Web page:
So I'm sitting and watching the Parks and Recreation episode I missed two weeks ago while I began the first long drive of my vacation. It's Episode # 203, entitled "Beauty Pageant." The plot in brief: Leslie Knope, Deputy Director of Parks and Recreation, serves as a judge for the local Pawnee beauty pageant. The subplot thickens as she discovers the police officer who is interested in dating her is not quite familiar with her real-life female role models -- specifically, Madeleine Albright.
It's the last scene of the episode, and I almost closed my full screen view so I could push on to view The Office episode I also missed, when...could it really be? Yes! It is! What do I spy in the background but a copy of Gail Collins's America's Women: 400 Years of Dolls, Drudges, Helpmates, and Heroines! My favorite history book of all time!
America's Women on Leslie Knope's bookshelf:
America's Women on my own bookshelf:
I love this book with all my heart. It was the first book I ever read, at the ripe old age of 22, to really get me interested in, and sometimes fascinated with, history. From the era of the very first colonists up to the 21st century, Gail Collins, an editor at the New York Times, explores the common life, struggles, victories, failures, political activism, and overall history of American women. She includes many races, backgrounds, and classes in one of the largest compilations of diary entries, articles, books, and journals I've ever seen. According to Amazon, "...some of these women -- from the justly famous, like Clara Barton and Harriet Tubman, to the undeservedly obscure, like Elizabeth Eckford and Senator Margaret Chase Smith -- will not only make any woman proud to be a woman, they will make any American proud to be American."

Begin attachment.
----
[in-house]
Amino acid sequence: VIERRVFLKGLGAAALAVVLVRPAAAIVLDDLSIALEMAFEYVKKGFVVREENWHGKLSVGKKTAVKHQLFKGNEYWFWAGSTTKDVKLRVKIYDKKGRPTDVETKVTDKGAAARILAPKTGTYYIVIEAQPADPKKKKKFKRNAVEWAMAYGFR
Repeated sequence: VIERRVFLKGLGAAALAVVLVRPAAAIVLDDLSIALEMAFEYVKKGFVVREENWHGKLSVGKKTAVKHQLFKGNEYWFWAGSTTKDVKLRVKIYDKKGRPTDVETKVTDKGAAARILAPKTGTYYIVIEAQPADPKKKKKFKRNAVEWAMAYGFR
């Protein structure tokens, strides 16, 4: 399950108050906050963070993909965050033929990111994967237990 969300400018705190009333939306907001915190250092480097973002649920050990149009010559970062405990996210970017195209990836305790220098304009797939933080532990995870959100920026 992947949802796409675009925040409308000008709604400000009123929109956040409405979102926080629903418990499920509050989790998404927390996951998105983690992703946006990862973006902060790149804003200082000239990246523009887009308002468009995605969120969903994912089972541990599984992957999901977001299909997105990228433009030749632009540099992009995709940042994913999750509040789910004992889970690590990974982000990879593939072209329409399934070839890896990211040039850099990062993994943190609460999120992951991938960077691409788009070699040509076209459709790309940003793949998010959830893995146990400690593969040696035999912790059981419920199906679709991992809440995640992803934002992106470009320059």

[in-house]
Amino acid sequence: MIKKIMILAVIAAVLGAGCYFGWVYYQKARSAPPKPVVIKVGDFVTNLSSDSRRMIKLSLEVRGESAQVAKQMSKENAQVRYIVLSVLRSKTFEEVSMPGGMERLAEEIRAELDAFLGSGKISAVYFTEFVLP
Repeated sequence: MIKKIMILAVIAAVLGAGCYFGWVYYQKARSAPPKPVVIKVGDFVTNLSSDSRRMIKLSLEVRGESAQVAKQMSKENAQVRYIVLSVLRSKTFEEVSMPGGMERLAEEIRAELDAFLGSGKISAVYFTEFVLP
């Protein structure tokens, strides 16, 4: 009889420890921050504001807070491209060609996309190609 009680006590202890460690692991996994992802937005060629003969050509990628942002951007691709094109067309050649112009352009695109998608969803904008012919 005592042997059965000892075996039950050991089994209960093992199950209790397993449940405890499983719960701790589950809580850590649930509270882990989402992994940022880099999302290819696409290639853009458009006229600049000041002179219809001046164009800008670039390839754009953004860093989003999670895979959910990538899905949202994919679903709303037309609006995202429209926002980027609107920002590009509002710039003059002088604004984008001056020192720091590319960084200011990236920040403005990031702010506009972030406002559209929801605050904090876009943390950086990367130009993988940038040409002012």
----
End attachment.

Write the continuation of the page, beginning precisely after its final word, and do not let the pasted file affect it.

I am absolutely smitten with this book. Admittedly, it took me a whole summer and then some to get through it...the amount of content is just so vast, and I'll confess that not all of the stories held my attention equally. At first, it's even a little befuddling. I thought I'd try to take notes in the margins, but there are so many stories about so many women, I'd already lost track by the 3rd chapter. I had to learn to let some 'characters' go, because they rarely turned up again later. You kind of have to let what stands out to you really stand alone, and let the rest fall where it may. Let me clarify. It's all so interesting; so many of the stories felt...inherent...to me. But I think it qualifies as a great re-read because I'd bet you'd learn something new every time. Really, you have no idea how much she fit into this little 608-page book (yes, 608 pages will seem ridiculously minuscule when you think about how much she probably didn't include).
The book was such an important discovery for me. It really did make me feel closer to my heritage as an American, and as an American woman. When I saw it in the background of last week's Parks and Recreation, I was so ecstatic. I feel driven to share how much I love this book every time I think about it. I'm surprised this whole blog hasn't had at least one mention of it by now. Well, I'm finally saying something. Go pick up a copy of America's Women by Gail Collins, and learn. Endorsed by Leslie Knope.* It's what it was written for.
*Not an actual endorsement.